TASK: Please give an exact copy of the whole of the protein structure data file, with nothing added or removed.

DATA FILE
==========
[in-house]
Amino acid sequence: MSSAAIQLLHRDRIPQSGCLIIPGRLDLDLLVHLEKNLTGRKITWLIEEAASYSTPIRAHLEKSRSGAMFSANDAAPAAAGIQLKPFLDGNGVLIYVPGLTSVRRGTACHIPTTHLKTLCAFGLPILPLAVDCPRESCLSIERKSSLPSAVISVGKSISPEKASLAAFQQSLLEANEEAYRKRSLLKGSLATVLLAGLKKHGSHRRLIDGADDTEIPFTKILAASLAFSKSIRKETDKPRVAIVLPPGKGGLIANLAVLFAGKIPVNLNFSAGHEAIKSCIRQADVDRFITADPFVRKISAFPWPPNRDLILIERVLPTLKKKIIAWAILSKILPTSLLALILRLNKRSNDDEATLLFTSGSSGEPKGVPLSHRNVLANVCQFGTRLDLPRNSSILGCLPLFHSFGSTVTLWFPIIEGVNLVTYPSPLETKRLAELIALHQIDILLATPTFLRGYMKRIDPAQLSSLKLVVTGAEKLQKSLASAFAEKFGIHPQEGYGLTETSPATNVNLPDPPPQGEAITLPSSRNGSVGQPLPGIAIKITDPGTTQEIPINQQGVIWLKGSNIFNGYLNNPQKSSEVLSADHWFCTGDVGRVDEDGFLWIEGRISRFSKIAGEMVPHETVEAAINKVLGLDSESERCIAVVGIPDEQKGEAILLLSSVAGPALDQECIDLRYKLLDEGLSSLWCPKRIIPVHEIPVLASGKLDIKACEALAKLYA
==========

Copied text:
[in-house]
Amino acid sequence: MSSAAIQLLHRDRIPQSGCLIIPGRLDLDLLVHLEKNLTGRKITWLIEEAASYSTPIRAHLEKSRSGAMFSANDAAPAAAGIQLKPFLDGNGVLIYVPGLTSVRRGTACHIPTTHLKTLCAFGLPILPLAVDCPRESCLSIERKSSLPSAVISVGKSISPEKASLAAFQQSLLEANEEAYRKRSLLKGSLATVLLAGLKKHGSHRRLIDGADDTEIPFTKILAASLAFSKSIRKETDKPRVAIVLPPGKGGLIANLAVLFAGKIPVNLNFSAGHEAIKSCIRQADVDRFITADPFVRKISAFPWPPNRDLILIERVLPTLKKKIIAWAILSKILPTSLLALILRLNKRSNDDEATLLFTSGSSGEPKGVPLSHRNVLANVCQFGTRLDLPRNSSILGCLPLFHSFGSTVTLWFPIIEGVNLVTYPSPLETKRLAELIALHQIDILLATPTFLRGYMKRIDPAQLSSLKLVVTGAEKLQKSLASAFAEKFGIHPQEGYGLTETSPATNVNLPDPPPQGEAITLPSSRNGSVGQPLPGIAIKITDPGTTQEIPINQQGVIWLKGSNIFNGYLNNPQKSSEVLSADHWFCTGDVGRVDEDGFLWIEGRISRFSKIAGEMVPHETVEAAINKVLGLDSESERCIAVVGIPDEQKGEAILLLSSVAGPALDQECIDLRYKLLDEGLSSLWCPKRIIPVHEIPVLASGKLDIKACEALAKLYA